Veiled female head and reconstruction of a female statue from Entremont.

Among the statuary of Entremont…

At Entremont, as well as at the contemporary settlements of Mont-Garou and Courtine in the Var region, several portraits and body elements (with draped and decorated clothing), including feet wearing sandals, reveal the presence of females among the characters accompanying the honored heros. Through analysis of statue fragments we can reconstruct seated females wearing long robes and coats. Their heads are covered with long veils that descend down their backs. They are attached to stone bases that were originally low seats. The representations of robes and coats suggest high quality tissues that were decorated with a checkered motif. This last aspect is also shown by the sculptures with incisions emphasizing the motifs and by painted colors, which have unfortunately almost completely disappeared.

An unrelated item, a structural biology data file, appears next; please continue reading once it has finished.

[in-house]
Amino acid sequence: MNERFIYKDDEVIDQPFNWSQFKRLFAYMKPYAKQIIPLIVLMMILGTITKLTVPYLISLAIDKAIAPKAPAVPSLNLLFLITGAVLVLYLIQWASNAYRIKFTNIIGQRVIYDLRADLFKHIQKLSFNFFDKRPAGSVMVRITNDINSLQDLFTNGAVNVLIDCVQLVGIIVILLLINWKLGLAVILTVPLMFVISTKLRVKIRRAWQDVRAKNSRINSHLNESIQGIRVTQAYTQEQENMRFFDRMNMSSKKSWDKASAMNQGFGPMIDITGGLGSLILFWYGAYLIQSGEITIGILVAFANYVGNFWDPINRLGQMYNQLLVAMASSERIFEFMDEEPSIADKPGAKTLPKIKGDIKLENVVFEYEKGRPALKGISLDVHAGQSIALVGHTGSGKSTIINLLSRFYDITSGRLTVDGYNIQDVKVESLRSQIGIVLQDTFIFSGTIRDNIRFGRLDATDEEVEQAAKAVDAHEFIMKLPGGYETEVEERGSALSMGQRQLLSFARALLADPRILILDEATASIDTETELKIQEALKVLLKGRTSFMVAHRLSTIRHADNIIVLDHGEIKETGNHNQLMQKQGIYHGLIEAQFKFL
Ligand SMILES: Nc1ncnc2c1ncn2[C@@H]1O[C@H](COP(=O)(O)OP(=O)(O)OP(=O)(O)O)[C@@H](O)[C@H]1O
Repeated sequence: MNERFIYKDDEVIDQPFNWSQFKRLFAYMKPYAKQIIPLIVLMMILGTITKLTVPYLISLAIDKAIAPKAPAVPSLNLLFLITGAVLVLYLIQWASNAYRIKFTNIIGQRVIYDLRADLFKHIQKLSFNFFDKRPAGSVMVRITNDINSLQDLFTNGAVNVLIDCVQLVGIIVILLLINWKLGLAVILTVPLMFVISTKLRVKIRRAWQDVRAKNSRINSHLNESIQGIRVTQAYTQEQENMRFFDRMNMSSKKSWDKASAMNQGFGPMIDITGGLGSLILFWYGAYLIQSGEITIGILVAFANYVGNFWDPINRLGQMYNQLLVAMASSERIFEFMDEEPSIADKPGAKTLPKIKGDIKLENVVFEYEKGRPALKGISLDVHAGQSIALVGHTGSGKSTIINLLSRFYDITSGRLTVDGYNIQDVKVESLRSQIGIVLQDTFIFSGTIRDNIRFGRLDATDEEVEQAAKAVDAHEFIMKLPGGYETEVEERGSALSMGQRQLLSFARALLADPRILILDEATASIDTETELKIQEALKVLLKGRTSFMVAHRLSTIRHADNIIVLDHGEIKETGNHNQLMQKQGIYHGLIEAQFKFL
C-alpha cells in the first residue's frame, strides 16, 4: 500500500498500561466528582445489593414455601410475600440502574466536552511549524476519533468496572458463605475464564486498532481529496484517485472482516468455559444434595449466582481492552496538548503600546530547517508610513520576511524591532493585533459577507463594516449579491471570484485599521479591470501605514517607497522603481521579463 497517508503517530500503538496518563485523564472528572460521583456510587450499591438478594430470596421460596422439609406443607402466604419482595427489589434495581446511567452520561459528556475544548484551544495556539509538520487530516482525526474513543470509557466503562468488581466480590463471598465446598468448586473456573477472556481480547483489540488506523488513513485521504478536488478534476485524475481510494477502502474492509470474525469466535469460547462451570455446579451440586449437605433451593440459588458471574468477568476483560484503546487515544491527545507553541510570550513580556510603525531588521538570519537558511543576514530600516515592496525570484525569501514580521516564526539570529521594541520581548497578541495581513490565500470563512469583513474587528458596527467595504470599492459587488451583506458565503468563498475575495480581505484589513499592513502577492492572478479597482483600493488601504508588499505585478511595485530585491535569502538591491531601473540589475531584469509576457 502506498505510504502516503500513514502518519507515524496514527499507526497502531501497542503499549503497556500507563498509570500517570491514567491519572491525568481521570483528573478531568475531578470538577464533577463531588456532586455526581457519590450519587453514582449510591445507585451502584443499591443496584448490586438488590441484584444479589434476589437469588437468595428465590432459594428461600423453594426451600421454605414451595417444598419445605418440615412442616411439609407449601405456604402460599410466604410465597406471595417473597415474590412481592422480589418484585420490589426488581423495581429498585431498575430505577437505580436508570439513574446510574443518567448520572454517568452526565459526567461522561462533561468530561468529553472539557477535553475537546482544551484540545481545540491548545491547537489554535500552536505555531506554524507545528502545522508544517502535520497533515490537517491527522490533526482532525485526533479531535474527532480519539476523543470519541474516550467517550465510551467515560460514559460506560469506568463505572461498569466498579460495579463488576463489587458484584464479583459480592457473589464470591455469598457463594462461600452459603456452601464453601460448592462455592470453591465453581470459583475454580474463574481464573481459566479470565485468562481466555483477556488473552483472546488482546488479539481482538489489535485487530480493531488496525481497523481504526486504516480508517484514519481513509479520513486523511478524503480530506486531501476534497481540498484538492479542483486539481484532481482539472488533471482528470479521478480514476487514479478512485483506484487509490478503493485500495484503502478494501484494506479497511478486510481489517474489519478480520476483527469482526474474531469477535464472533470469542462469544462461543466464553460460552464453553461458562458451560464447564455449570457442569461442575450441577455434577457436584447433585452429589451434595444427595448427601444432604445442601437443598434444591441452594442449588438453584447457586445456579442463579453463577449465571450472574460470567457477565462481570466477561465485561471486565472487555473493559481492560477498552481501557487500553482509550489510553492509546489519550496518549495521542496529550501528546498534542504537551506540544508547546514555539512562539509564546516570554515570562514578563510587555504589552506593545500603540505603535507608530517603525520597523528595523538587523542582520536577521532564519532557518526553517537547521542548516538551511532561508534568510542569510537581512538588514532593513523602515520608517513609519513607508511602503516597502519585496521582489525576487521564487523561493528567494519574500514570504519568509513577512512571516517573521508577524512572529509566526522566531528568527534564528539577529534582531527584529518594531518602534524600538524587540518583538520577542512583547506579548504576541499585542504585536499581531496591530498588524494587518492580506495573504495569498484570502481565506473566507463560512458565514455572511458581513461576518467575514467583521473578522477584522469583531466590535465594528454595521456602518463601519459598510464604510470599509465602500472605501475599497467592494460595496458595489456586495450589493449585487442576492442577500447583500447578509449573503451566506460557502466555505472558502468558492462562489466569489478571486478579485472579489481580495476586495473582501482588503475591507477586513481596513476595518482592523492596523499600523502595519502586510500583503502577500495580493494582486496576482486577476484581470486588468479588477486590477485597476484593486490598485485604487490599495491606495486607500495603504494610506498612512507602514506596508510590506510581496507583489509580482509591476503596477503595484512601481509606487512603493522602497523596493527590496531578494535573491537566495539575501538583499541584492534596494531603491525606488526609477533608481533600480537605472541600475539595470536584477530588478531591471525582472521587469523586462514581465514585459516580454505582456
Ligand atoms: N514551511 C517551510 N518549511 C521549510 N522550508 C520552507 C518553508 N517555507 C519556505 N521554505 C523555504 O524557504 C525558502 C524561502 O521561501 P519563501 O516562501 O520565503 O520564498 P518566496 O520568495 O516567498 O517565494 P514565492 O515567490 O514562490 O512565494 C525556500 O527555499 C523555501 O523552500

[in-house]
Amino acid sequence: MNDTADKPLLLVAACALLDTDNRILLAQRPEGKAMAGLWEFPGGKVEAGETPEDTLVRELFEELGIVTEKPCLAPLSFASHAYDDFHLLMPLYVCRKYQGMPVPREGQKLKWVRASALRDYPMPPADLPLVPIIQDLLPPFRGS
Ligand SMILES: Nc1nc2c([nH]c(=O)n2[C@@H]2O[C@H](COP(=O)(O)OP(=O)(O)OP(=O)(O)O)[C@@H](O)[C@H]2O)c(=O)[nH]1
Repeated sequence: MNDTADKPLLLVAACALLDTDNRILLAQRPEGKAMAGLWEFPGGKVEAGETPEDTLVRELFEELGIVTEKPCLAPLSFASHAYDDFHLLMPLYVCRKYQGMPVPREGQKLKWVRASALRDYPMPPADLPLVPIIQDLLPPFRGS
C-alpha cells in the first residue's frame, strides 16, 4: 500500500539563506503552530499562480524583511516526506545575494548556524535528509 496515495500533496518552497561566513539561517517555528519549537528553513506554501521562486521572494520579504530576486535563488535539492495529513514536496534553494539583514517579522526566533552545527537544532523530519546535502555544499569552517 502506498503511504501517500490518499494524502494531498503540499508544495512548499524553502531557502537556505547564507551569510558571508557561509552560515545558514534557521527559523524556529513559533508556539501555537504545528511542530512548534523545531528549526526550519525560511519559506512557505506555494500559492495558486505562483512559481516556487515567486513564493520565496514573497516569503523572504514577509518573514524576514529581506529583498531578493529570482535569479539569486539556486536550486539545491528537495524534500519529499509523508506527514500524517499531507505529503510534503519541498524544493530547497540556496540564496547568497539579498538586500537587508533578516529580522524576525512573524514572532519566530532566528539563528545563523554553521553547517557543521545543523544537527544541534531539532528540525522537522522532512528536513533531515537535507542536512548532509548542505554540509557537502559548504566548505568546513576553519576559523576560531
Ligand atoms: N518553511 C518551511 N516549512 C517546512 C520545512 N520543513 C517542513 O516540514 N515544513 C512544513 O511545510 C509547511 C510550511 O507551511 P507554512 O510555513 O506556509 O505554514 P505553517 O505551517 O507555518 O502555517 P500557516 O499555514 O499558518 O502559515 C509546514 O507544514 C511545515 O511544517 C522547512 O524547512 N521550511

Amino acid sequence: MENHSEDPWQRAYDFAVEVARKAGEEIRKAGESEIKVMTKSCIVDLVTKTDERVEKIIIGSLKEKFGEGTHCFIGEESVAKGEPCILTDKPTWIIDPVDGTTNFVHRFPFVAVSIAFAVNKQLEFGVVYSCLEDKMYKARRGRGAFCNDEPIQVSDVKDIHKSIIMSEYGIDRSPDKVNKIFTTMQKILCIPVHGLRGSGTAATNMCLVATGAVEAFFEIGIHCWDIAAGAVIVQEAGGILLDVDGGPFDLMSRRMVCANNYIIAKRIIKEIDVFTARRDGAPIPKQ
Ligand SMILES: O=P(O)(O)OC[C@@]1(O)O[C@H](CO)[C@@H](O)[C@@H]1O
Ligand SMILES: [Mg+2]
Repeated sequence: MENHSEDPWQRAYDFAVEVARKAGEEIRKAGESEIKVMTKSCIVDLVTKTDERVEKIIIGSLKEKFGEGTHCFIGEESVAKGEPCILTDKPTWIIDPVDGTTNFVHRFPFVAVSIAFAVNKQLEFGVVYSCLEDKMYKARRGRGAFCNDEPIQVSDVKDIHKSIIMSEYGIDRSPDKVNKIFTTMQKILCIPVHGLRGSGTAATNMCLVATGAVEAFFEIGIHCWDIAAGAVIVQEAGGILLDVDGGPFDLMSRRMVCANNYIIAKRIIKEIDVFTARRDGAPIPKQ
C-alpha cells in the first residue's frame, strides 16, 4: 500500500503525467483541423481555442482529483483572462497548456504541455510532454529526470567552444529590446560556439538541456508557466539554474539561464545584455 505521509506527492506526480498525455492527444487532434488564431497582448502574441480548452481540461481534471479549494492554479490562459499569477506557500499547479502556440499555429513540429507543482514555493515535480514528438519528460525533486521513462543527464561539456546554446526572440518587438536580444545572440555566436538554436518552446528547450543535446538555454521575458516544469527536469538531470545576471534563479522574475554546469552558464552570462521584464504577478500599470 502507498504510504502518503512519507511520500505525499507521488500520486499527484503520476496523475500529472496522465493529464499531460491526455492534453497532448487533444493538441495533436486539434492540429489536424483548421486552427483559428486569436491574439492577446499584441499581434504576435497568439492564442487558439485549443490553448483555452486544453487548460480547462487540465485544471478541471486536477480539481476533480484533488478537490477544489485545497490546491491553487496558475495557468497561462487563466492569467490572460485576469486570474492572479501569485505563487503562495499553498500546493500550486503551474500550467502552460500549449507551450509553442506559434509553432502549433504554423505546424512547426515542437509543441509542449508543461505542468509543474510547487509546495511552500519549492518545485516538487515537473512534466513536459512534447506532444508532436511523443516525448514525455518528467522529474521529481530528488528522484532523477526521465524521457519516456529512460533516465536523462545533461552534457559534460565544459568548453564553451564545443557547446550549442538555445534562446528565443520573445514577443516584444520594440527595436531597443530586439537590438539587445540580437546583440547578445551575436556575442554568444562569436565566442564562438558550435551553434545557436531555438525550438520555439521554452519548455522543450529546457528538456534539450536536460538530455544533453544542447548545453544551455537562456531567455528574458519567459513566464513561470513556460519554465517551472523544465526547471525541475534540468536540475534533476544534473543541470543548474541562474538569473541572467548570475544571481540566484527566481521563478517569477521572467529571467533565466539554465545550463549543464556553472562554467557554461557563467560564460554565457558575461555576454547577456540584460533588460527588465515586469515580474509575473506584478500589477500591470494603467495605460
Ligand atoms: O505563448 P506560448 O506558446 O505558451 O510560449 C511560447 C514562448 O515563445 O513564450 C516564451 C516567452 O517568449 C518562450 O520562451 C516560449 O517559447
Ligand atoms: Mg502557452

…as in Celt society

This female presence in association with war heroes in an essentially virile context is in fact not surprising It corresponds to the role of females in Celtic societies described in ancient texts and more recent Irish sagas. Women were legally equal to men in the couple and in family matters. Their role was expressed in social, and sometimes even in political and military contexts.

Does not the legend of the foundation of Marseilles (c. 600 BC) tell us of Gyptis, the daughter of King Nanos, freely choosing her future husband? Diodore clearly evokes the determination of women in combat actions (V, 32) and the fragility of marriage goes along with the absence of sexual prudishness. This implication of women in Celtic society goes as far as an active participation in human sacrifices in Belgian Gaul!